“One of the best ways to combat these increasing numbers is to get weights under control, and that’s something you can do as producers,” he told KLA members and guests.

    U.S. beef exports are expected to increase 5% in 2017, which Blach said will be another important factor in helping to offset larger supplies.

    Blach thinks the industry has made it through the worst of the equity drain. He believes positive margins at the feedyard level would benefit others in the supply chain.

    “For those cow-calf and stocker operators, you need to see the cattle feeder get profitable,” he said. “He gets profitable, and you’ll start to see some stability come back into your business.”

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    December 2nd: Proposed Tax Regulation Threatens Multigenerational Cattle Operations
    NCBA

    The Internal Revenue Service hosted a public hearing on Thursday on a Department of Treasury proposed rule that would eliminate or greatly reduce available valuation discounts for family-related entities. Kevin Kester, National Cattlemen’s Beef Association vice president, said the regulation would effectively discourage families from continuing to operate or grow their businesses and passing them on to future generations.

    Many cattle operations are family-owned small businesses, facing the same concerns as other small-businesses – making payroll, complying with numerous federal and state regulations, and paying bills, loans, and taxes. However, cattle producers face a number of unique challenges specific to agriculture.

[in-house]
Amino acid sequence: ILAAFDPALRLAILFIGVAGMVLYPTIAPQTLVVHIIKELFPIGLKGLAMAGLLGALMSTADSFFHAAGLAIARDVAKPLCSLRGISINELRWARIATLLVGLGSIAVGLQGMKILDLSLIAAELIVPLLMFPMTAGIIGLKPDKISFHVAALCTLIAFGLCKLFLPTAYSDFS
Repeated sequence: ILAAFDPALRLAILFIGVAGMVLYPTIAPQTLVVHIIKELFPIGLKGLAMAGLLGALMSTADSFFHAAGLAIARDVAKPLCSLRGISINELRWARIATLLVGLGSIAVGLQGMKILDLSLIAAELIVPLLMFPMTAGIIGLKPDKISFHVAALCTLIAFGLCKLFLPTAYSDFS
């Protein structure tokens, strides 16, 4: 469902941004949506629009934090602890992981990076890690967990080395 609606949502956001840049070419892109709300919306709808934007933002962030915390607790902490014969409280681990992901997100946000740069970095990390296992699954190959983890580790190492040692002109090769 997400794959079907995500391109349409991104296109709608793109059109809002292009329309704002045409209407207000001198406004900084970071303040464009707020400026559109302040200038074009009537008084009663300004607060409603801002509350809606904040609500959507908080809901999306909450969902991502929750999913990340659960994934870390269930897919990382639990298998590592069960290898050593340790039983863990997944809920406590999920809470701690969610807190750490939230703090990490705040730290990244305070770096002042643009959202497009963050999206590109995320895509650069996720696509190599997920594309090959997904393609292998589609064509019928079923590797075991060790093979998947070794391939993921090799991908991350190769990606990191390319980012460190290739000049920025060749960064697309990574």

“Ranching is a debt-intensive business, making the U.S. livestock industry especially vulnerable to the estate tax,” said Kester. “Beef producers largely operate an asset-rich, cash-poor business model: a cattleman’s biggest asset is his land. In the event of the death of a principal family member, illiquid assets are often sold in order to meet the costs associated with the estate tax. As a result, many families are unable to keep their estates intact.”

    For more than two decades, livestock producers have utilized legitimate valuation discounts as a means of maintaining family ownership. These discounts, which accurately reflect the actual market value of minority ownerships in closely-held businesses, reduce the tax burden at death allowing agricultural operations to maintain family ownership from one generation of producers to the next.

    “Should the discounts be eliminated, a significant number of farmers and ranchers will face an even greater tax burden during the difficult task of transferring minority interests to the next generation,” said Kester. “Having dealt with the death tax on multiple occasions, I can assure you that it’s not easy to settle the estate of a loved one while coping with the loss of that loved one. To add insult to injury, the proposed rule will upend succession plans, halt planned expansion and growth, and require a majority of livestock operations to liquidate assets in order to simply survive from one generation to the next.”

    The proposed regulations under Section 2704 will have a profoundly negative impact on the business climate for farmers and ranchers, ultimately dis-incentivizing a new generation of cattle producers from carrying on the family business. For that reason, NCBA calls for the IRS to formally withdraw the proposed rule.

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    December 1st: Positive Outlook for Beef & Pork Exports
    CME Group